Laser Filtering, Metamaterials, and Commercializing Through the Lens of the Mythical Person Month

By Themos Kallos

Metamaterial Technologies Inc., Dartmouth, NS, Canada

Published on

Abstract

As is the case with many early stage technologies, the commercialization of metamaterials requires significant resources in both money and collective human effort. In this work we investigate whether optical metamaterials in particular may require more than the typical resources to lead to successful commercialization. We also compare the estimated efforts with other technology commercialization projects of the recent past. The recent developments of MTI to develop optical laser filters for aircraft and aerospace applications using holography will also be presented. MTI has working with Airbus since 2014 to develop a custom laser filter for their aircraft.

Bio

Themos Kallos Themos Kallos is the co-founder and Chief Science Officer of Metamaterial Technologies Inc. He is an experienced electrical engineer with expertise in applied physics, metamaterials, wireless communications, and electromagnetic simulations. Themos leads the innovation, research, and the team of scientists at MTI. He has worked toward pioneering commercially viable metamaterial technologies in solar, optical filters, and LED and technologies. He holds a Ph.D. in Electrical Engineering from the University of Southern California, and has over 10 years’ experience in applied physics, engineering, and technical project management. Themos was the winner of the 2009 IEEE Doctoral Thesis Prize of the Nuclear and Plasma Sciences Society. He has filed 28 patent applications, and has authored over 50 publications in applied physics, electromagnetics and metamaterials.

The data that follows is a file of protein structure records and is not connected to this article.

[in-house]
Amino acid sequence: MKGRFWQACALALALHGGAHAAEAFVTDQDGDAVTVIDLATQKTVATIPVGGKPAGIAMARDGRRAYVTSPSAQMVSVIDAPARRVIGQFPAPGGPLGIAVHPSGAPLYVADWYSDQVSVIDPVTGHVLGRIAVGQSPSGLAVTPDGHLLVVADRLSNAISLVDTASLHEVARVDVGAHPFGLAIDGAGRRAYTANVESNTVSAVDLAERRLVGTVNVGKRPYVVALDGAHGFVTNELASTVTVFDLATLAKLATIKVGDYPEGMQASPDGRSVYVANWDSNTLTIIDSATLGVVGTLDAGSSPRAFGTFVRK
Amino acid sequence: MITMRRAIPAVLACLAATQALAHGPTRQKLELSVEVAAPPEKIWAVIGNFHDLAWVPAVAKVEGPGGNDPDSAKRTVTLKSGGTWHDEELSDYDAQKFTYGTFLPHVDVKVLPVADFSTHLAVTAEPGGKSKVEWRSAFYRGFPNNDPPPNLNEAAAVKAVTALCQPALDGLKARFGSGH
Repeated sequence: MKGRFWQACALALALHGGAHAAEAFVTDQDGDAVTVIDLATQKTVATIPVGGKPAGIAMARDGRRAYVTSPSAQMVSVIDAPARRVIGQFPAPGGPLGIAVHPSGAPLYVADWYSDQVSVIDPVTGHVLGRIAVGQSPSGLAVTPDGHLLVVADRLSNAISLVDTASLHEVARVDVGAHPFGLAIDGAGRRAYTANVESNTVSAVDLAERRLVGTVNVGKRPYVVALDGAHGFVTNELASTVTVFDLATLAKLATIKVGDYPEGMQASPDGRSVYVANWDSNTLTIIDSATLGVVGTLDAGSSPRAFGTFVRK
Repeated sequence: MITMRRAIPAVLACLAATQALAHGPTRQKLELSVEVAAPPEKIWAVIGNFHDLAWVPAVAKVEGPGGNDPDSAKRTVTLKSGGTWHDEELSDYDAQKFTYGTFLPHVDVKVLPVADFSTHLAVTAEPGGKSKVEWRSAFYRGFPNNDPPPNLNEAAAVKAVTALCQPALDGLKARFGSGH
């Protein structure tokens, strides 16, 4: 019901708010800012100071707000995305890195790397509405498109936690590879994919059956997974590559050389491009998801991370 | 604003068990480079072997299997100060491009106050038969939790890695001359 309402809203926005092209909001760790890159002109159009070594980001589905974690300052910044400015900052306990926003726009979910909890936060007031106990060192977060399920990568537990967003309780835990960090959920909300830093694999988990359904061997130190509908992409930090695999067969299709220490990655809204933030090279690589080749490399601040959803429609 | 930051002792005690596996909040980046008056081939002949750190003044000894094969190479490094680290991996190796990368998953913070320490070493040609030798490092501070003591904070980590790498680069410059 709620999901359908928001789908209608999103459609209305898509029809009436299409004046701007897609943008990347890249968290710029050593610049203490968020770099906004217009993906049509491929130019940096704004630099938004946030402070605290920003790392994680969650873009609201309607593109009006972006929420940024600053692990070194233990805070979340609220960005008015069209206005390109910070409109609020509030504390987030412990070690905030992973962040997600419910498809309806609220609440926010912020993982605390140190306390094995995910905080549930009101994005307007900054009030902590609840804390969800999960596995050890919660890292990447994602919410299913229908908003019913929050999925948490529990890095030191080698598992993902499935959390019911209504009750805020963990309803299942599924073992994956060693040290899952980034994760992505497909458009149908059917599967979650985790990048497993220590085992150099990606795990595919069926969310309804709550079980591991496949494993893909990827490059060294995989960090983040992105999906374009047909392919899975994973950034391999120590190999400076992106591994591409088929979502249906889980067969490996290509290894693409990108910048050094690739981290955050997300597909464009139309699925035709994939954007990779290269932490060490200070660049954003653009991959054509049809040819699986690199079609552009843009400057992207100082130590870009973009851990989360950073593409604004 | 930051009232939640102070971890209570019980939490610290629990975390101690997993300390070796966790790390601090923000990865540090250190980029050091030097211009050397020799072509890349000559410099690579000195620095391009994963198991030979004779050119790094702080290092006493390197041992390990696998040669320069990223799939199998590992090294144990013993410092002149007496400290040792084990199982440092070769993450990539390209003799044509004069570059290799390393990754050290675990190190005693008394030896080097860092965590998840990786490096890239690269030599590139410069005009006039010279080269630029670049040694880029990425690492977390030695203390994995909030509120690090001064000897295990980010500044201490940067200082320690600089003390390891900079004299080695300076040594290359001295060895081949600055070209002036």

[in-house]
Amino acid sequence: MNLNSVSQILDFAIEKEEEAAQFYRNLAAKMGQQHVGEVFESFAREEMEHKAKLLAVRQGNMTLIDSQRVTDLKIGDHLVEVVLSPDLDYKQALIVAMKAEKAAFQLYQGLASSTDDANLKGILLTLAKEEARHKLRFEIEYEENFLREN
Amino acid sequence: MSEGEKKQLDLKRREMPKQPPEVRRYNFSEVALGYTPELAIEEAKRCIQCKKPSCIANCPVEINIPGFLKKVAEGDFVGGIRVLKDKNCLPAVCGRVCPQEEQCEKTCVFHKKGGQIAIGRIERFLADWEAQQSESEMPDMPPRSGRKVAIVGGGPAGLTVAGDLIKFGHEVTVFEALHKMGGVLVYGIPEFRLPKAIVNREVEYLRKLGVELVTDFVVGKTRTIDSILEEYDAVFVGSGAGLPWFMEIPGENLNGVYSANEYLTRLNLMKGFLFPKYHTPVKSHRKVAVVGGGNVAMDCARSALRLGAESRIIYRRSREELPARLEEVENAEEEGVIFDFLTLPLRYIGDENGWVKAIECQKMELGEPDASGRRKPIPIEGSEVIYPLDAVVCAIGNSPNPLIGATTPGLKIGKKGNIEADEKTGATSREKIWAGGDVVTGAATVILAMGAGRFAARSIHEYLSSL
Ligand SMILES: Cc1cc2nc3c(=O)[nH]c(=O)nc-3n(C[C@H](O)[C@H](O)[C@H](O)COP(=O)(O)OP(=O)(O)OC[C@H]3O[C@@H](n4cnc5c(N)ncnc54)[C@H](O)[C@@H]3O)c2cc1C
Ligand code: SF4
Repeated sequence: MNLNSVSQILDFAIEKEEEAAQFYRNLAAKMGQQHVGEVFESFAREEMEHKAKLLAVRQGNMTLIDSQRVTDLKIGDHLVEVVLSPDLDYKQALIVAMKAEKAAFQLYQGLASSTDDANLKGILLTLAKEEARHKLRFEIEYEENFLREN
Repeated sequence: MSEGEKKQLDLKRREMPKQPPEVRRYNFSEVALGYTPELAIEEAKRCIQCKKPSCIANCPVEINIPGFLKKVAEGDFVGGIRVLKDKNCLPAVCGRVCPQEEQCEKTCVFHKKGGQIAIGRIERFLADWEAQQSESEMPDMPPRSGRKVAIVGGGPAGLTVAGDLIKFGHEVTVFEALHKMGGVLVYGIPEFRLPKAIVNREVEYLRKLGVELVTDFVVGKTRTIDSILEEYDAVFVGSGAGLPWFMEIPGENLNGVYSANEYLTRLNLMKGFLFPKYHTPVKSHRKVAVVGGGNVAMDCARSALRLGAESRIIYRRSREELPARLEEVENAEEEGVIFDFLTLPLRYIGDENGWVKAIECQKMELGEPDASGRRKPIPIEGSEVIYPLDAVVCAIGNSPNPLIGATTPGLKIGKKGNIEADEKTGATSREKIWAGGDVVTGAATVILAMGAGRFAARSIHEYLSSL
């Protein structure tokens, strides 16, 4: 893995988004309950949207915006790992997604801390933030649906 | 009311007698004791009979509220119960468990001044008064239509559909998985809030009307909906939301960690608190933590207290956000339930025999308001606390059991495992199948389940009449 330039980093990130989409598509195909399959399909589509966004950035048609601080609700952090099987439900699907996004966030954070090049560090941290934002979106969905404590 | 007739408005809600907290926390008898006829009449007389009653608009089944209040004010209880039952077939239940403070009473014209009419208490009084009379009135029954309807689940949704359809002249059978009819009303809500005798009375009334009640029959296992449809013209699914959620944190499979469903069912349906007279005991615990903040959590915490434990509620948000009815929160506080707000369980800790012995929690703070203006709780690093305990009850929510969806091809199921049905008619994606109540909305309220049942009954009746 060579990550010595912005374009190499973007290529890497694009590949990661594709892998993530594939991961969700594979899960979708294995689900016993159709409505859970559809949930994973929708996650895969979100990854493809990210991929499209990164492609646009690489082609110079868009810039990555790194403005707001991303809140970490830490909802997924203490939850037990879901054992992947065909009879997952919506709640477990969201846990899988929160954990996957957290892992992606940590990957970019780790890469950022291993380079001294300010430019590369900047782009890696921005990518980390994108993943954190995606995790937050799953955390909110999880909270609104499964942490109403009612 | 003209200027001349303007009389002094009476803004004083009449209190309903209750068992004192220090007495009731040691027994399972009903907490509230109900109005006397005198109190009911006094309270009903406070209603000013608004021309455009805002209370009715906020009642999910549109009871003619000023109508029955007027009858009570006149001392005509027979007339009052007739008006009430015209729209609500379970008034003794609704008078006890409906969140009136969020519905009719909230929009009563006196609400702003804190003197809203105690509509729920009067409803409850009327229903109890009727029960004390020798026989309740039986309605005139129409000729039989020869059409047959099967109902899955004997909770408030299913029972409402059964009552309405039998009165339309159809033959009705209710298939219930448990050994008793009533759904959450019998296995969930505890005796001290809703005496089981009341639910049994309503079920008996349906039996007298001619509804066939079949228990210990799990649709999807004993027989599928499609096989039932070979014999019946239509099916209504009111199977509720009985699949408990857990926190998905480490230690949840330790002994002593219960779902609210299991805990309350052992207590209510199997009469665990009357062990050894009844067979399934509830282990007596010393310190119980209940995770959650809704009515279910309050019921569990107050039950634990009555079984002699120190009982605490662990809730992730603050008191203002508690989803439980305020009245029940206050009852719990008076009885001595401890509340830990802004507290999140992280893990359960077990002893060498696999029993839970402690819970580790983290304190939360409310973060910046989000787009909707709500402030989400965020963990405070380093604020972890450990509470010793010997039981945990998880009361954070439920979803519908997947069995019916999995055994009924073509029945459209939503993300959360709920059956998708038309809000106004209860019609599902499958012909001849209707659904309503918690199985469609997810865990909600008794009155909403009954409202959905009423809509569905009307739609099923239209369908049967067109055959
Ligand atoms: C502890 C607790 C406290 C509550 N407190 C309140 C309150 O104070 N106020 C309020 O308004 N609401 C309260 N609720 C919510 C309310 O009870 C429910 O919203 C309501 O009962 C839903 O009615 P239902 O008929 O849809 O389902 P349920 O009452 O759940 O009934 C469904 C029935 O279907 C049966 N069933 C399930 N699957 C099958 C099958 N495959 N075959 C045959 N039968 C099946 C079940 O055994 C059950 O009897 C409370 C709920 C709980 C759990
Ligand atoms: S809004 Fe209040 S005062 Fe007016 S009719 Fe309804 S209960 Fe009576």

Sponsored by

Cite this work

Researchers should cite this work as follows:

  • Themos Kallos (2017), "Laser Filtering, Metamaterials, and Commercializing Through the Lens of the Mythical Person Month," http://nanohub.org/resources/25563.

    BibTex | EndNote

Time

Location

Room 1001, Birck Nanotechnology Center, Purdue University, West Lafayette, IN

Tags